But as ICE boasts about its strict enforcement tactics, it declines to acknowledge the jarring impact these raids have on US soil: Many students have simply stopped going to school.
Attendance dropped by one-third in several classes at Riverside High School the day after Acosta's arrest, according to Bryan Proffitt, the president of the Durham Educators Association. Since then, he told me attendance both at Riverside and neighboring schools has remained "inconsistent."
"Not only have they lost a student who is perceived by his peers to be a leader and who is really active in the school community, but also there's a ripple effect at their school and at schools around the county," Proffitt said. "There's truth to the argument that even kids who aren't victimized by these raids are pretty traumatized."
It's not just in Acosta's school district: In the Washington, DC area, school attendance has also dropped in fear of raids and school principals are grappling with how to protect their immigrant populations. Community groups in Maryland's Montgomery County and Prince George's County gathered in January, distraught over the raids.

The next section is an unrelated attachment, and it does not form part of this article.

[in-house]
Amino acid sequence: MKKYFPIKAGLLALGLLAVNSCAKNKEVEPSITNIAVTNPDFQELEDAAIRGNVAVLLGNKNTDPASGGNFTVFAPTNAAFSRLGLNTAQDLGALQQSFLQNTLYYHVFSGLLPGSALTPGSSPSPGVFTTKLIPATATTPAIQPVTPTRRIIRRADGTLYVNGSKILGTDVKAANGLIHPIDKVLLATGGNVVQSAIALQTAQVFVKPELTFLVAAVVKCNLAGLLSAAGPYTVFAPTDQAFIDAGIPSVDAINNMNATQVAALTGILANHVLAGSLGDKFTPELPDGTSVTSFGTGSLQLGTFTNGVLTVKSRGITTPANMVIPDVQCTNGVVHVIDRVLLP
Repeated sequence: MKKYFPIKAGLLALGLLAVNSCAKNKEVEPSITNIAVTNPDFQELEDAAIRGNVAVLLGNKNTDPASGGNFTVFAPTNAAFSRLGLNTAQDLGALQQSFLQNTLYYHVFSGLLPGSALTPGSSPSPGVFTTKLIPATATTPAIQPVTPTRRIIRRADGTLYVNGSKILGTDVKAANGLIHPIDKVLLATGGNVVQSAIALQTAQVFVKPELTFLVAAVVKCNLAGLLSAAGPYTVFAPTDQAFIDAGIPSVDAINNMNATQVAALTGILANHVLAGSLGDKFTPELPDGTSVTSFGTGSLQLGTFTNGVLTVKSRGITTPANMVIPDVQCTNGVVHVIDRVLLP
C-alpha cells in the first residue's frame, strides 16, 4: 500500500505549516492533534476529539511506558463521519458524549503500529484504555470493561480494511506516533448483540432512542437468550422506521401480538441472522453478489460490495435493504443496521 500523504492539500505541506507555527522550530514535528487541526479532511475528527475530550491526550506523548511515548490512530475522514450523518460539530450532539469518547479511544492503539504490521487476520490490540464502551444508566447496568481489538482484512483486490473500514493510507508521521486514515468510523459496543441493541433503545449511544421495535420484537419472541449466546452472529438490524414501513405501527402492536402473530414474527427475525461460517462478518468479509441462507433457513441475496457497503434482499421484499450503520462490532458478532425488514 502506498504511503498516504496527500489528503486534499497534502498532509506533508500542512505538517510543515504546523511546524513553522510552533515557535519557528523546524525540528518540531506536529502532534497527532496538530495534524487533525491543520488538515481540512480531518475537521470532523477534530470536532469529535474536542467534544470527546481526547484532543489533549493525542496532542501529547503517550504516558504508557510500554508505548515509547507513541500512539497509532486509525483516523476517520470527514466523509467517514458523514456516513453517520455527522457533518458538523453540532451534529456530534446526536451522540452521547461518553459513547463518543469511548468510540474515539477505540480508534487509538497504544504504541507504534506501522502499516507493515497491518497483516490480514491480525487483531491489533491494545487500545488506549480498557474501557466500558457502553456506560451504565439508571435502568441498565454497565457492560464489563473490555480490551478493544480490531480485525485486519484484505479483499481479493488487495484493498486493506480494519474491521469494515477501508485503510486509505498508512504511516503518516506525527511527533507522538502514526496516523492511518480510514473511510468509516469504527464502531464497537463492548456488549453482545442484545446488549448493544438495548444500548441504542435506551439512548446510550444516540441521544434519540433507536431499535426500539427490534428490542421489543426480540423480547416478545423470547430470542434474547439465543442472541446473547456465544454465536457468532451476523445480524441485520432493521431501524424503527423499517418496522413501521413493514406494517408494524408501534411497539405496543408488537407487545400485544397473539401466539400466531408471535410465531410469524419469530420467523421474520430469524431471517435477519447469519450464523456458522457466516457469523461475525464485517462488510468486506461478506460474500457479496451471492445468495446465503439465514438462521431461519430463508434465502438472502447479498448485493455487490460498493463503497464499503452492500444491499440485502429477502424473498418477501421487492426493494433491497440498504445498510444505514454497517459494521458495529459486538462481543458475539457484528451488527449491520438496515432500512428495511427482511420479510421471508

"Kids have been afraid to come to school and parents have called saying, 'Is it safe for my kid to go to school?'" said Amy Fischer, the policy director for the non-profit RAICES (the Refugee and Immigrant Center for Education and Legal Services), who attended the meeting. "School officials don't feel comfortable saying it's going to be OK. They have a lot of questions, like, 'Where will ICE pick someone up, and what is off-limits for ICE?'"
US immigration policy prevents the agency from arresting individuals in "sensitive locations," including schools and churches, but Fischer said "there are still a lot of questions about what ICE's actual boundaries are."
ICE agents' behavior when arresting the youths has also caused concern. In North Carolina, ICE has arrested at least seven other unaccompanied minors—youths who entered the country alone—since January for deportation, using rough and deceptive tactics, according to local activist Viridiana Martinez.